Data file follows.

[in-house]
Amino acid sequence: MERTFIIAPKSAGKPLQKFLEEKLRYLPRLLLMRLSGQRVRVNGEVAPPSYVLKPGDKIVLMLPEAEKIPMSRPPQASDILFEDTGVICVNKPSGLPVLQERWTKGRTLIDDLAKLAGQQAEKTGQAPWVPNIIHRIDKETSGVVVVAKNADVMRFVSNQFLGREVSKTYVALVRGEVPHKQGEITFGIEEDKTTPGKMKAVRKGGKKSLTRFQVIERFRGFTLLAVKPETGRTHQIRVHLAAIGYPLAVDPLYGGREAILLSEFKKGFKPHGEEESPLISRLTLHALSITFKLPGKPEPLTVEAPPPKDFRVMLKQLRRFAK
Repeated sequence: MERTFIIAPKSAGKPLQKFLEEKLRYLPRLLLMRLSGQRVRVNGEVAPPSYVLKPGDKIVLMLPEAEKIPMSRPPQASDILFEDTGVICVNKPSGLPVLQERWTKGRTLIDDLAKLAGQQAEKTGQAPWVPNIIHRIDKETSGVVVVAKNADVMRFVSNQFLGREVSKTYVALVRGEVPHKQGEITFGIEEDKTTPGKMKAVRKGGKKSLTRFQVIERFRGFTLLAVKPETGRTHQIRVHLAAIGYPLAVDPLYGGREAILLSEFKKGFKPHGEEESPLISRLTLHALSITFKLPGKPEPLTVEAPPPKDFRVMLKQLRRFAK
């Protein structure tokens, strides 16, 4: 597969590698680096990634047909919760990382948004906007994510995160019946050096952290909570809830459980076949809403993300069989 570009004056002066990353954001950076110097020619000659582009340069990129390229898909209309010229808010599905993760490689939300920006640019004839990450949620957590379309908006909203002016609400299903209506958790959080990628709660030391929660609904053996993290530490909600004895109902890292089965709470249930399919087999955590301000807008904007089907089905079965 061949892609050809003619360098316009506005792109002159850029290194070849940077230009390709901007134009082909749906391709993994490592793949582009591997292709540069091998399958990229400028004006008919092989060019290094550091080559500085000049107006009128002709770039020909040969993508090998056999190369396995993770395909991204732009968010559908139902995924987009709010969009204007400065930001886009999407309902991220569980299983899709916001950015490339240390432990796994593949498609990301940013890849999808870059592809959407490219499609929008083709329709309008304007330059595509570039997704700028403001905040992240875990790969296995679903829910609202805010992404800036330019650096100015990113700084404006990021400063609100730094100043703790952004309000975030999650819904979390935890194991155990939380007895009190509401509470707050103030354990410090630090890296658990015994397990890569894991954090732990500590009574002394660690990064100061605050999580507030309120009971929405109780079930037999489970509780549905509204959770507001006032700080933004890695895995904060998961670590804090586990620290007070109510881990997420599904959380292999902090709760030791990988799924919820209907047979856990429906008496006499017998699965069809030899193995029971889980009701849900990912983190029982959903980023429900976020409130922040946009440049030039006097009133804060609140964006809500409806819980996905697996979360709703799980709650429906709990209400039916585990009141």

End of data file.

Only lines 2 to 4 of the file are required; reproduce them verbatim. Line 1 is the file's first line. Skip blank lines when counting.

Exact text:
Amino acid sequence: MERTFIIAPKSAGKPLQKFLEEKLRYLPRLLLMRLSGQRVRVNGEVAPPSYVLKPGDKIVLMLPEAEKIPMSRPPQASDILFEDTGVICVNKPSGLPVLQERWTKGRTLIDDLAKLAGQQAEKTGQAPWVPNIIHRIDKETSGVVVVAKNADVMRFVSNQFLGREVSKTYVALVRGEVPHKQGEITFGIEEDKTTPGKMKAVRKGGKKSLTRFQVIERFRGFTLLAVKPETGRTHQIRVHLAAIGYPLAVDPLYGGREAILLSEFKKGFKPHGEEESPLISRLTLHALSITFKLPGKPEPLTVEAPPPKDFRVMLKQLRRFAK
Repeated sequence: MERTFIIAPKSAGKPLQKFLEEKLRYLPRLLLMRLSGQRVRVNGEVAPPSYVLKPGDKIVLMLPEAEKIPMSRPPQASDILFEDTGVICVNKPSGLPVLQERWTKGRTLIDDLAKLAGQQAEKTGQAPWVPNIIHRIDKETSGVVVVAKNADVMRFVSNQFLGREVSKTYVALVRGEVPHKQGEITFGIEEDKTTPGKMKAVRKGGKKSLTRFQVIERFRGFTLLAVKPETGRTHQIRVHLAAIGYPLAVDPLYGGREAILLSEFKKGFKPHGEEESPLISRLTLHALSITFKLPGKPEPLTVEAPPPKDFRVMLKQLRRFAK
């Protein structure tokens, strides 16, 4: 597969590698680096990634047909919760990382948004906007994510995160019946050096952290909570809830459980076949809403993300069989 570009004056002066990353954001950076110097020619000659582009340069990129390229898909209309010229808010599905993760490689939300920006640019004839990450949620957590379309908006909203002016609400299903209506958790959080990628709660030391929660609904053996993290530490909600004895109902890292089965709470249930399919087999955590301000807008904007089907089905079965 061949892609050809003619360098316009506005792109002159850029290194070849940077230009390709901007134009082909749906391709993994490592793949582009591997292709540069091998399958990229400028004006008919092989060019290094550091080559500085000049107006009128002709770039020909040969993508090998056999190369396995993770395909991204732009968010559908139902995924987009709010969009204007400065930001886009999407309902991220569980299983899709916001950015490339240390432990796994593949498609990301940013890849999808870059592809959407490219499609929008083709329709309008304007330059595509570039997704700028403001905040992240875990790969296995679903829910609202805010992404800036330019650096100015990113700084404006990021400063609100730094100043703790952004309000975030999650819904979390935890194991155990939380007895009190509401509470707050103030354990410090630090890296658990015994397990890569894991954090732990500590009574002394660690990064100061605050999580507030309120009971929405109780079930037999489970509780549905509204959770507001006032700080933004890695895995904060998961670590804090586990620290007070109510881990997420599904959380292999902090709760030791990988799924919820209907047979856990429906008496006499017998699965069809030899193995029971889980009701849900990912983190029982959903980023429900976020409130922040946009440049030039006097009133804060609140964006809500409806819980996905697996979360709703799980709650429906709990209400039916585990009141």